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This post was edited by abramicus at 2013-4-29 04:12|
FOR WANT OF A NAIL, A KINGDOM, NAY, A DYNASTY, WAS LOST - THE HISTORY OF THE DEFEAT OF KING RICHARD III AT BOSWORTH FIELD.
One can say from hindsight that the most important event that was more important than even WWI and WWII, including the Protestant Schism and the religious wars ensuing from it, was the death of King Richard III at Bosworth Field on August 22, 1485. This event brought to a close the War of the Roses, ended the mighty Plantagenet dynasty, and gave birth to the House of Tudor, Stuarts, Hanover and Windsor. It preceded the defeat of the Spanish Armada by Elizabeth I in 1588 at the Battle of Gravelines, which sounded the death knell of the Spanish empire, the British colonization and replacement of the Spanish in North America, the birth of the American colony and republic, and the British incursions into Japan, China and India, as well as Africa and the Middle East. Which all brings us to this day.
But what happened at Bosworth Field, and what role did a lowly nail have to do with it?
King Richard III of York, marched out of with a superior force of 12,000 against the inexperienced Tudor challenger to his throne, Henry VII of Richmond, who had just landed at remote Milford Haven of Southwest England on August 7, 1485, and mustered a force of 5,000, composed of Lancastrian supporters, French mercenaries and some Welshmen. Unknown to King Richard III, the loyalty of Lord Stanley and his brother, Sir William Stanley, powerful Welsh noblemen, had shifted to Henry VII, though they promised to show up at the battlefield (with his son, Strange, held as hostage by King Richard III as surety). King Richard III's most trusted ally, the Duke of Norfolk, commanded his right flank which attacked the forces of Richmond, commanded by the Earl of Oxford, believing that their superior forces required a more aggressive strategy, but failed to gain any ground. An apparent trap was set for King Richard III when he believed that Henry VII's bodyguards were inadequate to protect their would-be king, and when he commanded the Duke of Northumberland to attack Henry at the left flank, Northumberland was slow to act. This prompted King Richard III to take the matter into his own hands, as he was a seasoned warrior himself, and led the charge toward Henry's entourage, killing his banner bearer on the spot with his lance, which unfortunately, broke into two in the process. Here, legend has it that his trusted war horse was unable to run as nimbly as it was used to because a horseshoe had fallen off one of its hoofs. And the reason was the horseshoe cobbler missed (intentionally or not, we will never know) putting a nail on the horseshoe. Because of this, Richard's horse was targeted and slain. At the same time, Lord Stanley decided to switch loyalties in battle and swept down against King Richard III, who was still fighting valiantly on his feet. Now surrounded and outnumbered, King Richard III was killed in battle with a blow behind his head, and slaughtered with multiple other wounds, as the recent discovery of his remains in August 2012 underneath a parking lot, eventually proved.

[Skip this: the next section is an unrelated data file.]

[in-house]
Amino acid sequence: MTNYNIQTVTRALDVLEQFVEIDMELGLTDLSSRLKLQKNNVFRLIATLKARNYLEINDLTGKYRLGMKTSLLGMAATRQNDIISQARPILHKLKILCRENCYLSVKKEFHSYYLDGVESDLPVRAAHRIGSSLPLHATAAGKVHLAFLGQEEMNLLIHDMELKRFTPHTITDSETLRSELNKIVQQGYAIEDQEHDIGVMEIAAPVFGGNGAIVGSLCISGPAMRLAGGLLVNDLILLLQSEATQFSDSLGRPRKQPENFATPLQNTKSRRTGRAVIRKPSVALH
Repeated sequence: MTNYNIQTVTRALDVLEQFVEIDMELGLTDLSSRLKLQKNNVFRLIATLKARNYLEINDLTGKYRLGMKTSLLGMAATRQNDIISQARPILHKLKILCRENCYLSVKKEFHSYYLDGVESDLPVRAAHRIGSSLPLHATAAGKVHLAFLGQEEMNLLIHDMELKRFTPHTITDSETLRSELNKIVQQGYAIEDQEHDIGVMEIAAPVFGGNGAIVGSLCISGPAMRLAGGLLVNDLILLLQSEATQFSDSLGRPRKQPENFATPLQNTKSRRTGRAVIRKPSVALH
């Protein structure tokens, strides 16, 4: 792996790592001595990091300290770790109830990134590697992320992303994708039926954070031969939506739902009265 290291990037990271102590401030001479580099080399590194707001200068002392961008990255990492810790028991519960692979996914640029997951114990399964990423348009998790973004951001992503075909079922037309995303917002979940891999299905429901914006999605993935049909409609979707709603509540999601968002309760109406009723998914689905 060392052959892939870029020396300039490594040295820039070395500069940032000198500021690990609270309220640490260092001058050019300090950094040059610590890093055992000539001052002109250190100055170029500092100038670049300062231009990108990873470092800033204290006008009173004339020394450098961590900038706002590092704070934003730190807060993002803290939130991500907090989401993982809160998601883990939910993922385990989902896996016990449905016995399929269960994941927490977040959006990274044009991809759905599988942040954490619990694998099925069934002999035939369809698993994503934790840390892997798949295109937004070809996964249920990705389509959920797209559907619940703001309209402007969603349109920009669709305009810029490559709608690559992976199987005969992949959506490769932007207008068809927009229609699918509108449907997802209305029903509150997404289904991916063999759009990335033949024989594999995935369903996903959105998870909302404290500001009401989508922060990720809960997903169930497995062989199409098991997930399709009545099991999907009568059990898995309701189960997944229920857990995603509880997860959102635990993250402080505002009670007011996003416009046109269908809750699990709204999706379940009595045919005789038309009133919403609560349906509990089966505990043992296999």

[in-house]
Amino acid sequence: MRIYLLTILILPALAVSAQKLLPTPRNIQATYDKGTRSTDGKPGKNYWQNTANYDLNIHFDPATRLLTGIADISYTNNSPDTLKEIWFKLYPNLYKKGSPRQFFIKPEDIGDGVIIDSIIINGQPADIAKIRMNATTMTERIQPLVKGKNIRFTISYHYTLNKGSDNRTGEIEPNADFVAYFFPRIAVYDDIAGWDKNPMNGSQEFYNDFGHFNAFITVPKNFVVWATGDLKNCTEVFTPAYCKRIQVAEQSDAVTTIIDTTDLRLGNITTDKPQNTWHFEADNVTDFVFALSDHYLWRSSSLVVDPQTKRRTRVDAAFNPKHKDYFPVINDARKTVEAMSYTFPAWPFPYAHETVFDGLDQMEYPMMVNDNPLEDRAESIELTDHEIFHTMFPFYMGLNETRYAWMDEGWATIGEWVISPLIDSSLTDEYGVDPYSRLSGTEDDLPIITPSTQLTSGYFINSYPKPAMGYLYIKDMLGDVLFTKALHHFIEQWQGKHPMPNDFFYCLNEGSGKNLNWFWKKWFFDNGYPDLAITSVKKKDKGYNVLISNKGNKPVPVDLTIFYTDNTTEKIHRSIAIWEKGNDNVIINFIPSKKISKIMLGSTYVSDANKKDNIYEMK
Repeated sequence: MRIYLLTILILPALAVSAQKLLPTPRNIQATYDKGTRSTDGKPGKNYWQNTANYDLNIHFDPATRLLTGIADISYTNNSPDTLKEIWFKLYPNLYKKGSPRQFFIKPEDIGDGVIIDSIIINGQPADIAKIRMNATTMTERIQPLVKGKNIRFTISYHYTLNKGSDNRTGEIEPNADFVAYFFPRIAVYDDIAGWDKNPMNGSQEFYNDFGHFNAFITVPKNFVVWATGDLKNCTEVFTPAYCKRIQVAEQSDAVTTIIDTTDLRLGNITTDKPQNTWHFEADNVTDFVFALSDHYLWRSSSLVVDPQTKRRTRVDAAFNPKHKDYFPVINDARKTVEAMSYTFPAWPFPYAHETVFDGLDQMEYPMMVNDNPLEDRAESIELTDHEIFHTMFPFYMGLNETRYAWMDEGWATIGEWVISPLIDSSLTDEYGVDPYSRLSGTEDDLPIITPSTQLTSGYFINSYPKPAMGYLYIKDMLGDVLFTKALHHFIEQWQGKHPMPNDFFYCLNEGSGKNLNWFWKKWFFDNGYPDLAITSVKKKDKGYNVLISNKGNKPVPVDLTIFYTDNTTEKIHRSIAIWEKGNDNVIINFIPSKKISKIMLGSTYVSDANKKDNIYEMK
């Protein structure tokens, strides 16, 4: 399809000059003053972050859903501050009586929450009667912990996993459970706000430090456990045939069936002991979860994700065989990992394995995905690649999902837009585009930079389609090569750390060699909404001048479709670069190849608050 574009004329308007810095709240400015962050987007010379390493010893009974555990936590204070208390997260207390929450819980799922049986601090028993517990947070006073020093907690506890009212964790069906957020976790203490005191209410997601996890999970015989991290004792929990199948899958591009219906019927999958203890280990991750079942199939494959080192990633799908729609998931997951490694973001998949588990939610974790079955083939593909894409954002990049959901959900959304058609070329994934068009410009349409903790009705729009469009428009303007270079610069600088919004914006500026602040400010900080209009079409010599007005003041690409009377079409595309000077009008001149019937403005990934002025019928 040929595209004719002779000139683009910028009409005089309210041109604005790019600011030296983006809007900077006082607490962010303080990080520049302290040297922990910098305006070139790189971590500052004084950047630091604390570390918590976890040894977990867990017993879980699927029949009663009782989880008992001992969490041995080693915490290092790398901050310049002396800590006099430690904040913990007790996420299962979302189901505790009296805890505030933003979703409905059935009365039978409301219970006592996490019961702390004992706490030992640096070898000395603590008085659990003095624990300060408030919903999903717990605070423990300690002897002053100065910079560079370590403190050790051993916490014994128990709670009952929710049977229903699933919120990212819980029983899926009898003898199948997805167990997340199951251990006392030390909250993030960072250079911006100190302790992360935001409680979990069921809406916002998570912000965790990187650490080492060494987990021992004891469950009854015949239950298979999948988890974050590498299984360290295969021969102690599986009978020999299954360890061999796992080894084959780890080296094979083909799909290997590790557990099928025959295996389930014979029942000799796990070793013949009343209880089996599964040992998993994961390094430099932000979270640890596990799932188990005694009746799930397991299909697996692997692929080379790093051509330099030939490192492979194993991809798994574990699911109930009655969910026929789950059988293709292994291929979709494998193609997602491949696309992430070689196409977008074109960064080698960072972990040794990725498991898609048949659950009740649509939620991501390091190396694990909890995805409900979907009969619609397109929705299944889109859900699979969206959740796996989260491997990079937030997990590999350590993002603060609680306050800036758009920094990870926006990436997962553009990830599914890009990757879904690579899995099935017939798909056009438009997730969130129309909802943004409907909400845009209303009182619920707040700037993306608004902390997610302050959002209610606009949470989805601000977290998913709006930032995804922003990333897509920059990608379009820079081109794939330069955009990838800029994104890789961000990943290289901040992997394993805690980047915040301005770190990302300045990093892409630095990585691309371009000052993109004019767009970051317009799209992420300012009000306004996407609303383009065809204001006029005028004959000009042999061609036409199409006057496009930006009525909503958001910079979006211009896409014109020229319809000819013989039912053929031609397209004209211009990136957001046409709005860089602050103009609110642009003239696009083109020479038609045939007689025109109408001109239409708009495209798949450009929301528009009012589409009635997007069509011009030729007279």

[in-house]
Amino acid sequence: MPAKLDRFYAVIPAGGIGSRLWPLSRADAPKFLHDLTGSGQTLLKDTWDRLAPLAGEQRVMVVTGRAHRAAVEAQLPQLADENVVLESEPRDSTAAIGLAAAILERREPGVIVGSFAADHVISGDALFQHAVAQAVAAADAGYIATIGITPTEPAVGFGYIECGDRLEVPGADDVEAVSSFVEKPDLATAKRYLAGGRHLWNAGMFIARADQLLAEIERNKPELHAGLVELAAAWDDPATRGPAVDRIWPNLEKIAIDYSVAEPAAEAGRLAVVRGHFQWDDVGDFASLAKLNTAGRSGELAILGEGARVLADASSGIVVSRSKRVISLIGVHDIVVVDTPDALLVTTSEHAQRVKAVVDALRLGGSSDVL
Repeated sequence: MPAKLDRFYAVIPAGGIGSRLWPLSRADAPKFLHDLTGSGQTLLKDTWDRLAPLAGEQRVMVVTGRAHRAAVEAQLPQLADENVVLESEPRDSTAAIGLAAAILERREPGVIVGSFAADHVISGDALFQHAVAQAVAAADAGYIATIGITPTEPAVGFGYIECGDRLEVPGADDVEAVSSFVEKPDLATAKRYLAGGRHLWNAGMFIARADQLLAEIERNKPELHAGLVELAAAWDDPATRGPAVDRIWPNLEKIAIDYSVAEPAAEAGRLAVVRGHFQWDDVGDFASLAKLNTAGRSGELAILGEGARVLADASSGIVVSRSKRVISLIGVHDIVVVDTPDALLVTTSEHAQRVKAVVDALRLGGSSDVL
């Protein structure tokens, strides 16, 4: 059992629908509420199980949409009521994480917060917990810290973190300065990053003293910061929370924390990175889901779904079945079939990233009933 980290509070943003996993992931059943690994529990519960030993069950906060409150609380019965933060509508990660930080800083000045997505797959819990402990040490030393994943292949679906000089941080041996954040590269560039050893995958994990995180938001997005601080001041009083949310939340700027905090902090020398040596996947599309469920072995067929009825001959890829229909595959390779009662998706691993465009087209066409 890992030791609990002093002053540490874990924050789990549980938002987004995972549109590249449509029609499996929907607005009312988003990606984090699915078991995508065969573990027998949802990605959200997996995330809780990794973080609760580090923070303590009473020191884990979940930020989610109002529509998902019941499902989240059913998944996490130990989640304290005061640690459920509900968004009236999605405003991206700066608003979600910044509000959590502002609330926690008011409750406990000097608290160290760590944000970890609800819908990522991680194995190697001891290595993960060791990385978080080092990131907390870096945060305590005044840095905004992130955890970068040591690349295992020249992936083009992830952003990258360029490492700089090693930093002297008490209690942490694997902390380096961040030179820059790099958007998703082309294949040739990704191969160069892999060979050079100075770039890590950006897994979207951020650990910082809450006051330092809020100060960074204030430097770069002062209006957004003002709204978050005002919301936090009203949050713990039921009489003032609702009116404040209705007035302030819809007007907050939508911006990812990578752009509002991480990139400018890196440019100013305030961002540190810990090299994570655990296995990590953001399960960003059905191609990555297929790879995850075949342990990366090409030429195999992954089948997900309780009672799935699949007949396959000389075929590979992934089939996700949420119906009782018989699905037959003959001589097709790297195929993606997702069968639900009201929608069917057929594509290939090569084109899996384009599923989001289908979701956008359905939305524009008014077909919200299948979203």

Shakespeare immortalized King Richard III's loss of his horse and desperate plea to get one from any of his knights with "A horse, a horse, my kingdom for a horse!". Obviously, it was his only way of escape. To no avail.
This is not to say that King Richard III was a good person at all, being widely suspected of murdering his two nephews who were supposed to be under his protection until they came of age, one of whom was to be the king. Indeed, in Asian culture, his fate could have been attributed to "karma" in that he was ultimately killed through the betrayal of Lord Stanley and Sir William Stanley.
But the lesson to be learned from this story is that LOGISTICS remain the key to victory or defeat in any battle.
For want of a nail, the horsehoe was lost. For want of a horseshoe, the horse was lost. For want of a horse, the rider, the king, the kingdom, and even the Plantagenet dynasty, was finally lost.
A similar chain of events occurred in 1894, when the Dowager Empress was betrayed by her most trusted general and diplomat, Li Hongzhang, who served as her Prime Minister, who was bribed by the Japanese to erode the logistics of the Beiyang Navy. In the heat of the Naval Battle of the Yellow Sea, a superior Chinese armada with more ships and better ships than the Japanese, lost miserably, as some ran out of shells to fire, and those who did have shells, found them stuffed with dirt or concrete powder which landed without exploding on the Japanese ships that survived all their bombardments. For want of a shell, a navy was lost. For want of a navy, a country was lost.
China should learn from the lessons of other countries, never again to miss even one nail or one shell, or one drop of gasoline, or one backup battery, because the world WAS changed because of the lack of ONE SINGLE NAIL.
And this promises to be the future focus of Japan and other enemies in trying to dismantle China. It worked once. It surely can work again.
Corruption, treachery, and cutting the logistics of China, remain its three major weaknesses, before and even today. Failure of logistics should not be considered just an act of thievery, laziness or sloppiness. It is an act of TREASON and can be a capital offense in every sense of the word.